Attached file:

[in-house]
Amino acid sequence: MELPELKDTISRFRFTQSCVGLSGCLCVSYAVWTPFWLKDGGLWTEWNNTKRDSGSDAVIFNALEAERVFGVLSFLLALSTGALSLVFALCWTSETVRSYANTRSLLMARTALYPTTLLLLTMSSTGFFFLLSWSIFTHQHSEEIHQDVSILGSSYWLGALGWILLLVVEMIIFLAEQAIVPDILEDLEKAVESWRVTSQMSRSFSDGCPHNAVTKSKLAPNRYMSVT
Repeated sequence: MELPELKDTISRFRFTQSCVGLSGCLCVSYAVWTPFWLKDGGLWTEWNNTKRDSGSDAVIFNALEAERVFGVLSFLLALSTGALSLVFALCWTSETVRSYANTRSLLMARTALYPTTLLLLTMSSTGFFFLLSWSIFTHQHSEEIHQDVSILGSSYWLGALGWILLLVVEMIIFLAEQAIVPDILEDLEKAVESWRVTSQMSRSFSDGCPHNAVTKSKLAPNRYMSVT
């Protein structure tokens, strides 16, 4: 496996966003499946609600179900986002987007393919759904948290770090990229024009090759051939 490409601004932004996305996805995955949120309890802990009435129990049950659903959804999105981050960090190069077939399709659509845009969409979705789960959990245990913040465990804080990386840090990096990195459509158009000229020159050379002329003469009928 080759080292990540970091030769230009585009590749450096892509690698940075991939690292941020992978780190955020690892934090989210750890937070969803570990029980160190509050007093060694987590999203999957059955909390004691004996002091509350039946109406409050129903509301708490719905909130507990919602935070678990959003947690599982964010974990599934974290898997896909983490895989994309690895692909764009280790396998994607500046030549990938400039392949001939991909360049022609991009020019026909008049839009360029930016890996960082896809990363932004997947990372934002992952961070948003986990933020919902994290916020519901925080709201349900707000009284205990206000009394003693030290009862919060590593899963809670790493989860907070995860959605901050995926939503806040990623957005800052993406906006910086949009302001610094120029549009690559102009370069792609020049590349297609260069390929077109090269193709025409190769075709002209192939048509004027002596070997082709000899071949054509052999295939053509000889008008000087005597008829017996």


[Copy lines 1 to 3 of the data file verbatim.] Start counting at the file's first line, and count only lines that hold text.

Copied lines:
[in-house]
Amino acid sequence: MELPELKDTISRFRFTQSCVGLSGCLCVSYAVWTPFWLKDGGLWTEWNNTKRDSGSDAVIFNALEAERVFGVLSFLLALSTGALSLVFALCWTSETVRSYANTRSLLMARTALYPTTLLLLTMSSTGFFFLLSWSIFTHQHSEEIHQDVSILGSSYWLGALGWILLLVVEMIIFLAEQAIVPDILEDLEKAVESWRVTSQMSRSFSDGCPHNAVTKSKLAPNRYMSVT
Repeated sequence: MELPELKDTISRFRFTQSCVGLSGCLCVSYAVWTPFWLKDGGLWTEWNNTKRDSGSDAVIFNALEAERVFGVLSFLLALSTGALSLVFALCWTSETVRSYANTRSLLMARTALYPTTLLLLTMSSTGFFFLLSWSIFTHQHSEEIHQDVSILGSSYWLGALGWILLLVVEMIIFLAEQAIVPDILEDLEKAVESWRVTSQMSRSFSDGCPHNAVTKSKLAPNRYMSVT